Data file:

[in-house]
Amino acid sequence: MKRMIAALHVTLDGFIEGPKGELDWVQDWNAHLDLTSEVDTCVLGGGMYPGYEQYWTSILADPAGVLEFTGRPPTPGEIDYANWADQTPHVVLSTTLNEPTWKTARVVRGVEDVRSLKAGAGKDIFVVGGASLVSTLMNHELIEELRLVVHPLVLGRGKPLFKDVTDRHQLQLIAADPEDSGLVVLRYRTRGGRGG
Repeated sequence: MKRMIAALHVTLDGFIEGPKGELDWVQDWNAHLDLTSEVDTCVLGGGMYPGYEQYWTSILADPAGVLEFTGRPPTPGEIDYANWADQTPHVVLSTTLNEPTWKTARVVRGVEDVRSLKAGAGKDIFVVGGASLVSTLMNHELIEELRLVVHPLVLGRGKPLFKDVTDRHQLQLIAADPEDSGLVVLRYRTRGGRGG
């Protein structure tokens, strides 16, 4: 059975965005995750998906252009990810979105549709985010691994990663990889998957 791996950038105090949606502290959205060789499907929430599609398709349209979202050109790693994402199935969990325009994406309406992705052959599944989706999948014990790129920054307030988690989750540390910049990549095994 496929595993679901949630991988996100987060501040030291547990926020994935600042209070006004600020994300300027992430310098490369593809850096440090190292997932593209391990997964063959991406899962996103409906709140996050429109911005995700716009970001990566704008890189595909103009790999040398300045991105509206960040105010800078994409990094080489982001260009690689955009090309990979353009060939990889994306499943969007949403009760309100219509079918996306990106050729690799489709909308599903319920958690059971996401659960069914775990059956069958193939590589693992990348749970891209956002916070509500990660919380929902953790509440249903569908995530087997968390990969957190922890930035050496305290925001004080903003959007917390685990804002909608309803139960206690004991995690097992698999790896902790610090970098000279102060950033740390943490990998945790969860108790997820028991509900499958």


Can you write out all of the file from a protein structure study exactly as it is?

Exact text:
[in-house]
Amino acid sequence: MKRMIAALHVTLDGFIEGPKGELDWVQDWNAHLDLTSEVDTCVLGGGMYPGYEQYWTSILADPAGVLEFTGRPPTPGEIDYANWADQTPHVVLSTTLNEPTWKTARVVRGVEDVRSLKAGAGKDIFVVGGASLVSTLMNHELIEELRLVVHPLVLGRGKPLFKDVTDRHQLQLIAADPEDSGLVVLRYRTRGGRGG
Repeated sequence: MKRMIAALHVTLDGFIEGPKGELDWVQDWNAHLDLTSEVDTCVLGGGMYPGYEQYWTSILADPAGVLEFTGRPPTPGEIDYANWADQTPHVVLSTTLNEPTWKTARVVRGVEDVRSLKAGAGKDIFVVGGASLVSTLMNHELIEELRLVVHPLVLGRGKPLFKDVTDRHQLQLIAADPEDSGLVVLRYRTRGGRGG
């Protein structure tokens, strides 16, 4: 059975965005995750998906252009990810979105549709985010691994990663990889998957 791996950038105090949606502290959205060789499907929430599609398709349209979202050109790693994402199935969990325009994406309406992705052959599944989706999948014990790129920054307030988690989750540390910049990549095994 496929595993679901949630991988996100987060501040030291547990926020994935600042209070006004600020994300300027992430310098490369593809850096440090190292997932593209391990997964063959991406899962996103409906709140996050429109911005995700716009970001990566704008890189595909103009790999040398300045991105509206960040105010800078994409990094080489982001260009690689955009090309990979353009060939990889994306499943969007949403009760309100219509079918996306990106050729690799489709909308599903319920958690059971996401659960069914775990059956069958193939590589693992990348749970891209956002916070509500990660919380929902953790509440249903569908995530087997968390990969957190922890930035050496305290925001004080903003959007917390685990804002909608309803139960206690004991995690097992698999790896902790610090970098000279102060950033740390943490990998945790969860108790997820028991509900499958």